This is a subject I have encountered a number of times through the years, most recently about a month ago.
I find that many, many business owners could use better guidance and a better understanding of what they should be looking for when seeking someone to help with their finance department’s needs.
There are essentially two types of thinking involved in a company’s finance department function, accounting and analysis. Most business owners and CEO’s think of these as one and the same, but the thinking behind how an accountant approaches the businesses finances and how an analyst approaches them are completely different.
For starters, out of necessity, good accountants see everything as black and white with very little grey. Its their job to take what has happened and ensure it is reported correctly, abiding by accounting principles, tax regulations and other regulatory reporting. A good accountant keeps everything on the straight and arrow, keeps good records and will ensure solid audit preparation. They largely work with the past and ensure it is reflected accurately.
On the other hand, an analyst will take what an accountant has prepared, slice and dice it in several ways, tie it to metrics, forecast the numbers based on their analysis, determine what “could be” with different scenarios, and come up with ways to improve profitability, efficiency, and productivity. To some degree there is creativity in thinking involved and their world is largely grey, not black and white. A good analyst largely works with the future and helps establish the direction the company may go in. Be mindful though, and this is a whole other article on its own, as with accountants and analysts, there are also different types of analysts: Financial analysts; and, Operational analysts. Operational analysts get down in the trenches and can assist with everything from bottle necks in the work or product flows, to profitable vs non-profitable items/services, customers, unnecessary expenses, investment, asset management, cash-flow, cost/benefit analysis, etc. This is the type of analyst you want.
There is a third element and that is of book-keeping. A good bookkeeper will have the same mind set as an accountant but with more of a micro-view while a good accountant needs to be able to see the picture from a macro viewpoint.
Herein is where the problem lies. Many SME’s think they can cut corners by employing a single individual to perform all three functions. I have yet to meet anyone in all my years that can do all three, at least successfully. There simply is no way to think in micro terms, then macro terms, in straight black and white, and then creatively, especially when finance departments have time crunches at the beginnings and ends of each month. Many very great accountants I have spoke to admit to this, as have many great analysts. The mindset and thinking is entirely different and rarely is it transferable.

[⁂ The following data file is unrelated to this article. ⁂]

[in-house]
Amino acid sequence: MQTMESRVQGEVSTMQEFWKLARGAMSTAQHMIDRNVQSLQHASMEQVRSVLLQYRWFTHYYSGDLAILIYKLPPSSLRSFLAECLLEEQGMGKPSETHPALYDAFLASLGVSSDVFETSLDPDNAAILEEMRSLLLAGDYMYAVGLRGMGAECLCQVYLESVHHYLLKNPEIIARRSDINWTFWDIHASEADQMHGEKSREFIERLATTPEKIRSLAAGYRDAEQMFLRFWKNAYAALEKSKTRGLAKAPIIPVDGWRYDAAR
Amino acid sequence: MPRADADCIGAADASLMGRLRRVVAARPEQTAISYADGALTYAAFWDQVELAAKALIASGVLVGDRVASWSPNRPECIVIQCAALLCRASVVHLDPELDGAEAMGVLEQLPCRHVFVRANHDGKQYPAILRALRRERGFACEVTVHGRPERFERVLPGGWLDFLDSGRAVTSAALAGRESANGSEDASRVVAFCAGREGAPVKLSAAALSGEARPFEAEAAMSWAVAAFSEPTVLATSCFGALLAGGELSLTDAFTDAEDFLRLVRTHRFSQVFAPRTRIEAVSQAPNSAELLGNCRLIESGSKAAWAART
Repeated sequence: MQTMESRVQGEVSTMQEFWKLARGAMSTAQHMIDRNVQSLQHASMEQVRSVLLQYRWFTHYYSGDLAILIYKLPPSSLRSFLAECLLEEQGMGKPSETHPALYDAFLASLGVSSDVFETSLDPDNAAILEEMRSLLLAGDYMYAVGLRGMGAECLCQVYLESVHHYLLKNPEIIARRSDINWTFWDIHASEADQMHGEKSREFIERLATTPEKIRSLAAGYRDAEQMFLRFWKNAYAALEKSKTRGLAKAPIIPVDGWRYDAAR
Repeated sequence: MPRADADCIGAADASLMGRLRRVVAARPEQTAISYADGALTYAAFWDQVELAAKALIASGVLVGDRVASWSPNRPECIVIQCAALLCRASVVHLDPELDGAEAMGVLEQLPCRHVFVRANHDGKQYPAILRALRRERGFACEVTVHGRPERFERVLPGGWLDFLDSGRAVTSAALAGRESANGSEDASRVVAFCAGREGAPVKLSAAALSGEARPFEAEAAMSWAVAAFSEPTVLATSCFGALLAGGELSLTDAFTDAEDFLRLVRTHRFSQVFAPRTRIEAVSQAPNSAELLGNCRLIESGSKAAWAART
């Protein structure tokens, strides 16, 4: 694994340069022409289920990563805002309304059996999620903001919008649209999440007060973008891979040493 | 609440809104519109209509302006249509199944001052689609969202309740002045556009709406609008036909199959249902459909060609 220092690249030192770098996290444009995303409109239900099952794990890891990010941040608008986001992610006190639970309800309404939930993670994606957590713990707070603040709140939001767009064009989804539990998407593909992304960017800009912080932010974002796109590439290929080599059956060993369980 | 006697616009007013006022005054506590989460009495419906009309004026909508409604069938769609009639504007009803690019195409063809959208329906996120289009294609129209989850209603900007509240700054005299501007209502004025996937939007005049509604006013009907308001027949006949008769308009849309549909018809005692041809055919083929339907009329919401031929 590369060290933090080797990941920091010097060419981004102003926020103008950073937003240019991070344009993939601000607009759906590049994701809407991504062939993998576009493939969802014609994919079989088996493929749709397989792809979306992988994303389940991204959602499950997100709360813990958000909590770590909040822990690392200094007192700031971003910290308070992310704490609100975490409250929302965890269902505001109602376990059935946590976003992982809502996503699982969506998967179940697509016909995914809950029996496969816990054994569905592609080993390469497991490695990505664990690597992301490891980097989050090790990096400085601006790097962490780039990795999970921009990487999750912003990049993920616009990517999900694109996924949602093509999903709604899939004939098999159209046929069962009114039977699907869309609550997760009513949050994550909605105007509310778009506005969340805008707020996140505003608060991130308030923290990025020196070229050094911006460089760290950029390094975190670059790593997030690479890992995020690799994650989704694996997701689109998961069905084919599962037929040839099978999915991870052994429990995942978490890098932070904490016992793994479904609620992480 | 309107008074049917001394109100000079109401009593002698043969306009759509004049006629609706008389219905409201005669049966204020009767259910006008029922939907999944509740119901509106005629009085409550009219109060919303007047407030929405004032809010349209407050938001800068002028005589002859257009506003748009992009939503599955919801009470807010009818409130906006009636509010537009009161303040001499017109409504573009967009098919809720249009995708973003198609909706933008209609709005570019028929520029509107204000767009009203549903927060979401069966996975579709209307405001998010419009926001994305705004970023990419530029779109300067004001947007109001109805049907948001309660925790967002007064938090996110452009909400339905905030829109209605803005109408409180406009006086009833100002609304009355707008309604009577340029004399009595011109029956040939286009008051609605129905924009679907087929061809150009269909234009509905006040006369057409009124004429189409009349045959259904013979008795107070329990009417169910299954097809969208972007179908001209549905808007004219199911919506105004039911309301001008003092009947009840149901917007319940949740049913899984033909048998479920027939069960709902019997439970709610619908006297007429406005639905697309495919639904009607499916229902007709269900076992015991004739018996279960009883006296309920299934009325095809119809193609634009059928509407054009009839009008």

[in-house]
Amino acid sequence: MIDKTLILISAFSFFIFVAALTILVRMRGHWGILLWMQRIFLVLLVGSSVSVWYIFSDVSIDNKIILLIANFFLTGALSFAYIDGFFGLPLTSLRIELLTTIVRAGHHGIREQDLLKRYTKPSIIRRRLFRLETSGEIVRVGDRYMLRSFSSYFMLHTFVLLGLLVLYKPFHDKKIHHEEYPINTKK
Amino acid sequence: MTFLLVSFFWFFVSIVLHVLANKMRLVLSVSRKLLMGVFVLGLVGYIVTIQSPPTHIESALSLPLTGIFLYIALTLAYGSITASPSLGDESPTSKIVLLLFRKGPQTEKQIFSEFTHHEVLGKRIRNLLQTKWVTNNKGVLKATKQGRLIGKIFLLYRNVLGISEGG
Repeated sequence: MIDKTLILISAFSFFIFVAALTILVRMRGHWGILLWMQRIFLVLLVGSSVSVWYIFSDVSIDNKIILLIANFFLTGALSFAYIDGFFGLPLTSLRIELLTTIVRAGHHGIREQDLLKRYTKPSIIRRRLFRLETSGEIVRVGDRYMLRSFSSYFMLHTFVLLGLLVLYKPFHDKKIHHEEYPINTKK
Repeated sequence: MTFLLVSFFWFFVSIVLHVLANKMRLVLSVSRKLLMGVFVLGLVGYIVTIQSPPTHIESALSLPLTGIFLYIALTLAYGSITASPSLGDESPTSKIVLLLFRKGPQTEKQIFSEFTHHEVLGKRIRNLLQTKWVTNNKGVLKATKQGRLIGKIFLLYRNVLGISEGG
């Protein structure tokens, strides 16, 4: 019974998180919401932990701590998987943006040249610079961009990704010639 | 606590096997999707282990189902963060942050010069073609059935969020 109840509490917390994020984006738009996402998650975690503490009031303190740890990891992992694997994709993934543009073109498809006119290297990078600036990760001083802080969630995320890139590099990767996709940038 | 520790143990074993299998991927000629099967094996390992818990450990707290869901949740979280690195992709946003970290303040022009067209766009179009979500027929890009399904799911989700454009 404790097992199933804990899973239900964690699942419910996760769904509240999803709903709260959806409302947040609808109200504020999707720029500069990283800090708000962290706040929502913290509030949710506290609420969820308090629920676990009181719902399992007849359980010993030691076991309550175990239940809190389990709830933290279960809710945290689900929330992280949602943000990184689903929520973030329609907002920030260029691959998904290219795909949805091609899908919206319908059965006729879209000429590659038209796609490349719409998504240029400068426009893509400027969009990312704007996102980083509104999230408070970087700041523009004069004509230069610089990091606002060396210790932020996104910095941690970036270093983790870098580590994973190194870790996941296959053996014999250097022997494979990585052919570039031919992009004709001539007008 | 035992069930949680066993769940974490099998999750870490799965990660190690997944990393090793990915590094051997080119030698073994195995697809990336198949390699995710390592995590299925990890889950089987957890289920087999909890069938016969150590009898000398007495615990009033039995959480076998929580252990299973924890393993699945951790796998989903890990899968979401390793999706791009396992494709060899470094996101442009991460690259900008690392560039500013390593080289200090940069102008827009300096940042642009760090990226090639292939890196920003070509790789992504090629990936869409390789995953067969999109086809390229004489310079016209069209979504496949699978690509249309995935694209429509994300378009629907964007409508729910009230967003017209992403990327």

What it comes down to is what your business needs and what is best for your situation? If your one of those owners that thinks analytically and just has a knack for what makes profit and what doesn’t, then you probably just need someone to keep the accounting straight and ensure that your not losing sleep at night. Regardless though, all businesses need at least one good bookkeeper for starters. Don’t fool yourself by thinking your bookkeeper is also your accountant or your accountant will also do the book-keeping. This doesn’t work well in practice as you’ll end up burning them out and/or getting poor results. If you’re not yet profitable enough to employ them on-site, then hire outside companies, contractors or freelancers, but keep the accounting and bookkeeping functions separate.
If you are looking for something more, someone to help with plotting your company’s direction, helping support your decision making, advising as to which products/services or customers or vendors are making you money and which dig into profit, and a whole host of other future oriented projections, you might consider hiring an analyst, either on a contract basis when needed or full time.
As such, if you follow the above in order to understand what your finance department really needs and what to look for, you will have greater luck getting the results you want. Be flexible as to employee/contractor/freelancing if your business is not scaled enough yet, as well as an inside vs outside accountant.
WE HOPE THIS ADVICE WILL GET YOU THINKING ABOUT HOW TO BEST HIRE AND MANAGE THE PEOPLE YOU NEED TO TAKE YOUR ORGANIZATION TO THE NEXT LEVEL. IF YOU’RE LOOKING FOR MORE INFORMATION ON HOW WE CAN ASSIST YOUR ORGANIZATION DO NOT HESITATE TO CONTACT US TODAY.
“Don’t fool yourself by thinking your bookkeeper is also your accountant or your accountant will also do the book-keeping”.